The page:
Brent Place also proved to be a perfect match for her artistic style. “I’ve always been into sort of old, worn, quiet moments in the world, …a reason this space suits me so well,” she explains. “Whether that is a scratched up piece of copper or cracks in the sidewalk, things that are naturally occurring without human hand.”

I’ve always been into sort of old, worn, quiet moments…

Defining her art as non-objective, she explains, “The aim is for things to look like they are sort of naturally occurring.”

“Where I have been moving lately with this is taking pieces of my work and iPhone photography and collaging them together,” she shares. This multi-process involves creating art, tearing that art into pieces, arranging them with other pieces, photographing these and then creating a lithograph from the resulting photo. “Through these steps, it seems like my hand gets further and further away from what I am doing, and it feels more natural and less contrived,” she continues.

“Funny thing about the work I am making now is I still call it non-objective despite that there are literal photographs in it,” she points out. “I’ve photographed it, digitally manipulated it, torn it up and printed it through ink lithography, so it’s really hard to see that it is anything at all. So it’s photo real and completely non-objective at the same time.”

This Dallas artist has also developed a unique style of wood lithography, a challenging art form on its own, that she occasionally teaches in workshops.

Some of the most significant influences on Adrienne’s artistic processes include the works of non-objective artists Cy Twombly and Richard Tuttle and mentorship from Sydney Cross, her graduate school advisor at Clemson.

To get a glimpse at some of Adrienne’s other works, got to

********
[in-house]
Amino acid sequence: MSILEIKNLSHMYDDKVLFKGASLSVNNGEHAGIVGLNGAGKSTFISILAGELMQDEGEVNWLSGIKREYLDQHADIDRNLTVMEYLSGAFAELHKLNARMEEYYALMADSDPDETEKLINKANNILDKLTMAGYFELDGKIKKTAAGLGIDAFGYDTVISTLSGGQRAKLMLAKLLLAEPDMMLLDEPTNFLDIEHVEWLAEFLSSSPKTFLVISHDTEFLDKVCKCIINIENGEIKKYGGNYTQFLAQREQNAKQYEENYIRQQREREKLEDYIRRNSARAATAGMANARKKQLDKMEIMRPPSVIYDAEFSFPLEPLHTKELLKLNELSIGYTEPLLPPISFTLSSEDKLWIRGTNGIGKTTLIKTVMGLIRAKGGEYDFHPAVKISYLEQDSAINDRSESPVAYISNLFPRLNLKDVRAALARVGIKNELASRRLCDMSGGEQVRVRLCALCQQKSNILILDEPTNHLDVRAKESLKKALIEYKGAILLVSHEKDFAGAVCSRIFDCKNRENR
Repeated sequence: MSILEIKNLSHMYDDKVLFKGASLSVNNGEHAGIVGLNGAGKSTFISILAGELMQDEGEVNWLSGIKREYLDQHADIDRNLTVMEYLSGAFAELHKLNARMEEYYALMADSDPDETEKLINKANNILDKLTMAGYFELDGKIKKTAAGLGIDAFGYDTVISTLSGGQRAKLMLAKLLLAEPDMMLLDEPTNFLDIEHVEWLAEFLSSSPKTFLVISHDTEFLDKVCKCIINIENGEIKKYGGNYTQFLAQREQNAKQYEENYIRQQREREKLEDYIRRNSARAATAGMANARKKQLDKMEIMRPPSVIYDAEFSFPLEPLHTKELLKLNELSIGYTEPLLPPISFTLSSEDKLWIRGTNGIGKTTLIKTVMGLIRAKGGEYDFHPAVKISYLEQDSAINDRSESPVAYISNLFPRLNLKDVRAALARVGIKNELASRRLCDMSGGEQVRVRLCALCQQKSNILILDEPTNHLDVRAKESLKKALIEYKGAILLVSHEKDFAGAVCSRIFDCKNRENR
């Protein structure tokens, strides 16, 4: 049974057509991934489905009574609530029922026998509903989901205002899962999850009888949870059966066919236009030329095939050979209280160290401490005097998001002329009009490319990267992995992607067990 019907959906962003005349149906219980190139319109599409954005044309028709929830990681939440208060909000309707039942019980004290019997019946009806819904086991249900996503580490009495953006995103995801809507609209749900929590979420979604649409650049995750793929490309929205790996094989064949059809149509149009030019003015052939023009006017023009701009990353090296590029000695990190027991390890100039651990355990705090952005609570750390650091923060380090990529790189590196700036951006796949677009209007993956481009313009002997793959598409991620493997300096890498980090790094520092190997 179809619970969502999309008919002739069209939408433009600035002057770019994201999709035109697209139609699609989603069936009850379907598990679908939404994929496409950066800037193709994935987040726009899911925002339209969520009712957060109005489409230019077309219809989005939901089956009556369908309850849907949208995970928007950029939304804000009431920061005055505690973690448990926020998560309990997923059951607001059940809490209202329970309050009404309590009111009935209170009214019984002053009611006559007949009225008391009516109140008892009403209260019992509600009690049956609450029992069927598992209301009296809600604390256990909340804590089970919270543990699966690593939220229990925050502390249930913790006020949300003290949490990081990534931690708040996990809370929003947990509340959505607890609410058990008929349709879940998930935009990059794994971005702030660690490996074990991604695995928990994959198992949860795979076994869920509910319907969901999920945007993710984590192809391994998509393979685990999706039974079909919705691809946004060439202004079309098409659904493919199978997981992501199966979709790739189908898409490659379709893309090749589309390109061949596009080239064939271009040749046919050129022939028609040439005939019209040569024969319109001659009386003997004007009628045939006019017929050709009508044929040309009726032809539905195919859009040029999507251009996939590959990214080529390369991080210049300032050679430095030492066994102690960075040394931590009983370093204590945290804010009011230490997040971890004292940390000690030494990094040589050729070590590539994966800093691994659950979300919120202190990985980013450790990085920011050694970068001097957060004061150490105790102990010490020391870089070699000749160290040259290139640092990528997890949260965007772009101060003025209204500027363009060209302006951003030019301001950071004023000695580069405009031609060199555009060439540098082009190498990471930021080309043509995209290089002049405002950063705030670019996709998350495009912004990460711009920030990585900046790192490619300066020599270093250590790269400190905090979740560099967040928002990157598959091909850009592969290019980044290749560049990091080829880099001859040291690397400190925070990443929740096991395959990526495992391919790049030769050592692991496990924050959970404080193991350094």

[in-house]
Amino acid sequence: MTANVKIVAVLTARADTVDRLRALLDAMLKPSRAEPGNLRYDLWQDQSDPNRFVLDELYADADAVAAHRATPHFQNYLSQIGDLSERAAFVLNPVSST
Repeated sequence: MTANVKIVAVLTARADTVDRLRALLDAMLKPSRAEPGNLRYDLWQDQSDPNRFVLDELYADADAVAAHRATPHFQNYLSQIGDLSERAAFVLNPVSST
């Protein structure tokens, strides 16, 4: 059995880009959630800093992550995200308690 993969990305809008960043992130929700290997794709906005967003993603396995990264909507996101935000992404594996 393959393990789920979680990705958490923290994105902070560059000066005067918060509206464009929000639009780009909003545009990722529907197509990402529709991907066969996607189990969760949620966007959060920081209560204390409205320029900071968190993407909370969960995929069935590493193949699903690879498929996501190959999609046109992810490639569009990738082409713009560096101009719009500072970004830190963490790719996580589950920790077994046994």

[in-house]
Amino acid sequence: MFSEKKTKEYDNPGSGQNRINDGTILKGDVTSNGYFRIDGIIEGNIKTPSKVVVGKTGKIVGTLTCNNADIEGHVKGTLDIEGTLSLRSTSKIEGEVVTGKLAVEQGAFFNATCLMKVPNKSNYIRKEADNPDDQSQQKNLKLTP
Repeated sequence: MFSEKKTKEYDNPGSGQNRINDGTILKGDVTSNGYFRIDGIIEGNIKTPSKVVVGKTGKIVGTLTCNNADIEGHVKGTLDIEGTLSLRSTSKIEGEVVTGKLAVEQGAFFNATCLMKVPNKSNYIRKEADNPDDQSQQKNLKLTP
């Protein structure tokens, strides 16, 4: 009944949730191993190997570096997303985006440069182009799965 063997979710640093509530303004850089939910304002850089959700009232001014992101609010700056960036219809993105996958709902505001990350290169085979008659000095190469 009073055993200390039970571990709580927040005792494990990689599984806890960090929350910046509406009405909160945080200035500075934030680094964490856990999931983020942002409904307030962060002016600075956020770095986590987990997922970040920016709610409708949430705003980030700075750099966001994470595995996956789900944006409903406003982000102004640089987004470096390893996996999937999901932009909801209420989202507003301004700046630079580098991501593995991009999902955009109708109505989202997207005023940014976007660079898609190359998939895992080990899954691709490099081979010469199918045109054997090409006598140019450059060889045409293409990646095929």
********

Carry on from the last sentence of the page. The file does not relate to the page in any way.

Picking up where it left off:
We have started a blog post series about the whole OCP family so you can get to know all the people that are a part of what we do here. See the last article here: The OCP Family: Sarah Theobald-Hall

Our Alamo Saloon: a Bit of Backstory

Guest post by History Educator, Kristi Nedderman

The building that we call the Alamo Saloon was originally built as a general store in 1904 in Snow Hill, Texas.

If you drove about an hour from Old City Park, where Old City Park is today, you would have found yourself in Collin County in the community of Snow Hill.  Snow Hill was located between Pilot Creek and Indian Creek near State Highway 78, north of Farmersville.

Collin County was established in 1846. Beginning in the 1850s, a community called Thompson sprang up, after the Alfred Thompson family that settled in the area. It began being called Snow Hill in the 1890s and was supposedly named by a group surveying the area while it was covered by a fresh layer of snow; however, no one actually knows the true origins of the “Snow Hill” name (the City of Dallas has a similar mystery about its name, but that is another story).